Video | Agriculture | Confidence | Economy | Energy | Employment | Finance | Media | Property | RBNZ | Science | SOEs | Tax | Technology | Telecoms | Tourism | Transport | Search

 


Ruataniwha Nitrogen Leaching Rules to Devastate Farming

25 May 2014

Ruataniwha Nitrogen Leaching Rules Set Precedent to Devastate Farming

IrrigationNZ has asked NIWA to produce a map of where Dissolved Inorganic Nitrogen levels in New Zealand fresh waterways exceed 0.8 mg per litre – this is the limit set by Board of Inquiry in its draft decision for the Tukituki Plan change which will determine the future of the Ruataniwha dam. The Board has until June 28 to make its final decision.

‘This map help us understand what the consequences will be if this number is set as a precedent for New Zealand’s fresh waterways,’ says Andrew Curtis, IrrigationNZ CEO.

Research found that all waterways in highly productive fertile plains of the country exceeded the limit. This was 10% of 622 sites mapped through New Zealand.

This means that the farms which produce the bulk of New Zealand’s food for consumption and export will be in breach and be facing significant reductions.

‘Having to claw back to these limits will significantly impact production and will detrimentally affect local communities which rely on farming and food processing industries to provide thousands of jobs in factories,’ says Curtis.

‘If we are to not paralyse New Zealand’s economy in the short to medium term we need to set ourselves up with achievable goals in regards to nutrient management,’ he says.

‘Reducing the environmental footprint of farming in New Zealand is critical,’ says Mr Curtis. ‘But we need to do this in realistic ways which do not cut the lifeline to much of New Zealand and do not stagnate our economy.’

Please refer to the NIWA report and separate map for more information.

IrrigationNZ is the national body representing irrigators and the irrigation industry. Its mission is to promote excellence in irrigation throughout New Zealand.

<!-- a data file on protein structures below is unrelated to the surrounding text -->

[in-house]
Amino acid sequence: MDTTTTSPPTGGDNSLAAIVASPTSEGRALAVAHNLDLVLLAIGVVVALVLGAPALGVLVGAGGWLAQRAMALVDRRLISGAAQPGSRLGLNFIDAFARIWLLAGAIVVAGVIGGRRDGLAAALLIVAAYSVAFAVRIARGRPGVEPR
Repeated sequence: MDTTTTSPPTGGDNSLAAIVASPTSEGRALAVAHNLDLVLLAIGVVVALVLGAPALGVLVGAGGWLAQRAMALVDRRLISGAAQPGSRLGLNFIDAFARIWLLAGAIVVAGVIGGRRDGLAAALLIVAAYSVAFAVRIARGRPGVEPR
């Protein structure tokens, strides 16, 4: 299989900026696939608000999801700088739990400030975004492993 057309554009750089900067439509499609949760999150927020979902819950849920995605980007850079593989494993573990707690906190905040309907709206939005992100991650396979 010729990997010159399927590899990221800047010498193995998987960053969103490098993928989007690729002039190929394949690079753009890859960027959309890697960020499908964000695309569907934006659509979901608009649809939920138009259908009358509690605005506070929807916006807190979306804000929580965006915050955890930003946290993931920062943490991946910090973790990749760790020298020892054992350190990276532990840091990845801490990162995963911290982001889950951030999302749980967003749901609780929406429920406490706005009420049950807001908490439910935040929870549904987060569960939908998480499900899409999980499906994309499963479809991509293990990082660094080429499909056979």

ENDS

© Scoop Media

 
 
 
 
 
Business Headlines | Sci-Tech Headlines

 

Research: ‘Ageing Well’ Science Challenge Launched

Science and Innovation Minister Steven Joyce today launched the Ageing Well National Science Challenge, confirming initial funding of $14.6 million. More>>

ALSO:

Scoop Business: Govt Resisting Pressure To Pump More Cash Into Solid Energy

Prime Minister John Key says it is “not the government’s preferred option” to make a fresh capital injection into the troubled state-owned coal miner, Solid Energy, but dodged journalists’ questions at his weekly press conference on whether that might prove necessary... More>>

ALSO:

Lagest Ever Privacy Breach Award: NZCU Baywide Accepts “Severe” Censure In Cake Case

NZCU Baywide says that once it was found to have committed a breach of a former staff member’s privacy, it had attempted to resolve the matter... the censure and remedies for its actions taken almost three years ago are “severe” but accepted, and will hopefully draw a line under the matter. More>>

ALSO:

Scoop Business: PayPal Stops Processing Mega Payments; NZX Listing Still On

PayPal has ceased processing payments for Mega, the file storage and encryption firm looking to join the New Zealand stock market via a reverse listing of TRS Investments, amid claims it is not a legitimate cloud storage service. More>>

ALSO:

Housing Policy: Auckland Densification As Popular As Ebola, English Says

Finance Minister Bill English said calls by the Reserve Bank Governor for more densification in Auckland’s housing were “about as popular in parts of Auckland as Ebola” would be. More>>

ALSO:

Crown Accounts: NZ Government Deficit Smaller Than Expected In First Half

The New Zealand government's operating deficit was smaller than expected in the first six months of the financial year, as the consumption and corporate tax take rose ahead of forecast in December, having lagged estimates in previous months. More>>

ALSO:

Get More From Scoop

 
 
Standards New Zealand

Standards New Zealand
 
 
 
 
 
 
 
 
Business
Search Scoop  
 
 
Powered by Vodafone
NZ independent news